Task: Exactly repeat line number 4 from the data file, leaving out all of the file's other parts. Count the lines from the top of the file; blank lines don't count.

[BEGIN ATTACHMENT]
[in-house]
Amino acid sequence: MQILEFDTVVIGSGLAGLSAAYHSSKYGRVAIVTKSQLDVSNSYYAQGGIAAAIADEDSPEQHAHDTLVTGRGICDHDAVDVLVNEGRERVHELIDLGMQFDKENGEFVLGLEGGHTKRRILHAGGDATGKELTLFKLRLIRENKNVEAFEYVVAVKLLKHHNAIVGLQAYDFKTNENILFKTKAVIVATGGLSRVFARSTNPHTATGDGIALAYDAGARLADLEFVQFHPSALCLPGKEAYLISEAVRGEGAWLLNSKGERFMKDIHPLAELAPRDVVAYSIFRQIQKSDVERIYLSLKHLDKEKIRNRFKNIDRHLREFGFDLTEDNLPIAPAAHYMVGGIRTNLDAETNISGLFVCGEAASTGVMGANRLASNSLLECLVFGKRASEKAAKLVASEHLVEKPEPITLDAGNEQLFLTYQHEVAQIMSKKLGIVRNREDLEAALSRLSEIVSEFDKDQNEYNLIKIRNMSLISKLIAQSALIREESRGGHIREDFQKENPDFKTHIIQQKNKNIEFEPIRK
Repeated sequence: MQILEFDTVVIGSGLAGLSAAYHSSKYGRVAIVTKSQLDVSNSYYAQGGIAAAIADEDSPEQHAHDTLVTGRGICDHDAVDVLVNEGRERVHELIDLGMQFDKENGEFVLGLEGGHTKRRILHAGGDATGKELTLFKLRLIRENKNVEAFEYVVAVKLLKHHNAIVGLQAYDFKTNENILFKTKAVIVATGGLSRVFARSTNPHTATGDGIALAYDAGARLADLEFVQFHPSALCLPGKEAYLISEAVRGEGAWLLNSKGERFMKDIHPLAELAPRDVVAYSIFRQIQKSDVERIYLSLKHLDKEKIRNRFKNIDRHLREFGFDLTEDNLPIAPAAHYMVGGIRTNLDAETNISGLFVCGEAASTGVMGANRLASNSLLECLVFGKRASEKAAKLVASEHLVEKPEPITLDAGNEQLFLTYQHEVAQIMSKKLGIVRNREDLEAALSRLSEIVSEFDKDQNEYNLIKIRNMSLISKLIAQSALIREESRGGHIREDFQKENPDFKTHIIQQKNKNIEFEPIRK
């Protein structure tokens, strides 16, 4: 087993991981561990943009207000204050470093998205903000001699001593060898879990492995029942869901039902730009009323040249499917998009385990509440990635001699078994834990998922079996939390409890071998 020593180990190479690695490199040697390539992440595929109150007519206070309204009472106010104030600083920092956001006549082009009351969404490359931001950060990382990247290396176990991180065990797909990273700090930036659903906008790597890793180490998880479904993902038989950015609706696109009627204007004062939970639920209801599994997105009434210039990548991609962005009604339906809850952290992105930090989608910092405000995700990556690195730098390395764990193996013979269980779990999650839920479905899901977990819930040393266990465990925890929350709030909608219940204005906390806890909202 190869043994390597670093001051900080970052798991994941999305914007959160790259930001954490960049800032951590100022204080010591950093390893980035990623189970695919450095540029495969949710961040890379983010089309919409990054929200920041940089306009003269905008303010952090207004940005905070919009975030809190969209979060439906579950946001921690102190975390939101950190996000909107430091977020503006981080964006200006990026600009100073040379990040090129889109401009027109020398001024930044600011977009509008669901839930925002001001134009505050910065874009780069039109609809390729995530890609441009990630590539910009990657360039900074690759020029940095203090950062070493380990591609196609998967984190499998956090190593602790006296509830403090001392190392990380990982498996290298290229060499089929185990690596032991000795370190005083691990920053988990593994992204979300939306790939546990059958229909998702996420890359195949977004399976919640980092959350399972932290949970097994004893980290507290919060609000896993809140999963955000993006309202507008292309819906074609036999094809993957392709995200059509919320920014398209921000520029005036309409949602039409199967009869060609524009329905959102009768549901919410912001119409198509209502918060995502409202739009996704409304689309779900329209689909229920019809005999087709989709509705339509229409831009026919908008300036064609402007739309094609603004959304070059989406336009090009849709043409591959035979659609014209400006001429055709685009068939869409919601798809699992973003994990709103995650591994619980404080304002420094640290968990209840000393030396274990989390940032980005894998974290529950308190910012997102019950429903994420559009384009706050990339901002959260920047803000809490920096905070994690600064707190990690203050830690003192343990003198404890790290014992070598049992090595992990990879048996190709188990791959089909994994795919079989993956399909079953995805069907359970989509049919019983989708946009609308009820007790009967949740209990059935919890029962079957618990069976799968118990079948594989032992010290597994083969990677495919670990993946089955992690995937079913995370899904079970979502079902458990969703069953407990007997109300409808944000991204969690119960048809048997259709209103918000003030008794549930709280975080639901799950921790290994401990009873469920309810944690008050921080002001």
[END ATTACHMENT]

């Protein structure tokens, strides 16, 4: 087993991981561990943009207000204050470093998205903000001699001593060898879990492995029942869901039902730009009323040249499917998009385990509440990635001699078994834990998922079996939390409890071998 020593180990190479690695490199040697390539992440595929109150007519206070309204009472106010104030600083920092956001006549082009009351969404490359931001950060990382990247290396176990991180065990797909990273700090930036659903906008790597890793180490998880479904993902038989950015609706696109009627204007004062939970639920209801599994997105009434210039990548991609962005009604339906809850952290992105930090989608910092405000995700990556690195730098390395764990193996013979269980779990999650839920479905899901977990819930040393266990465990925890929350709030909608219940204005906390806890909202 190869043994390597670093001051900080970052798991994941999305914007959160790259930001954490960049800032951590100022204080010591950093390893980035990623189970695919450095540029495969949710961040890379983010089309919409990054929200920041940089306009003269905008303010952090207004940005905070919009975030809190969209979060439906579950946001921690102190975390939101950190996000909107430091977020503006981080964006200006990026600009100073040379990040090129889109401009027109020398001024930044600011977009509008669901839930925002001001134009505050910065874009780069039109609809390729995530890609441009990630590539910009990657360039900074690759020029940095203090950062070493380990591609196609998967984190499998956090190593602790006296509830403090001392190392990380990982498996290298290229060499089929185990690596032991000795370190005083691990920053988990593994992204979300939306790939546990059958229909998702996420890359195949977004399976919640980092959350399972932290949970097994004893980290507290919060609000896993809140999963955000993006309202507008292309819906074609036999094809993957392709995200059509919320920014398209921000520029005036309409949602039409199967009869060609524009329905959102009768549901919410912001119409198509209502918060995502409202739009996704409304689309779900329209689909229920019809005999087709989709509705339509229409831009026919908008300036064609402007739309094609603004959304070059989406336009090009849709043409591959035979659609014209400006001429055709685009068939869409919601798809699992973003994990709103995650591994619980404080304002420094640290968990209840000393030396274990989390940032980005894998974290529950308190910012997102019950429903994420559009384009706050990339901002959260920047803000809490920096905070994690600064707190990690203050830690003192343990003198404890790290014992070598049992090595992990990879048996190709188990791959089909994994795919079989993956399909079953995805069907359970989509049919019983989708946009609308009820007790009967949740209990059935919890029962079957618990069976799968118990079948594989032992010290597994083969990677495919670990993946089955992690995937079913995370899904079970979502079902458990969703069953407990007997109300409808944000991204969690119960048809048997259709209103918000003030008794549930709280975080639901799950921790290994401990009873469920309810944690008050921080002001």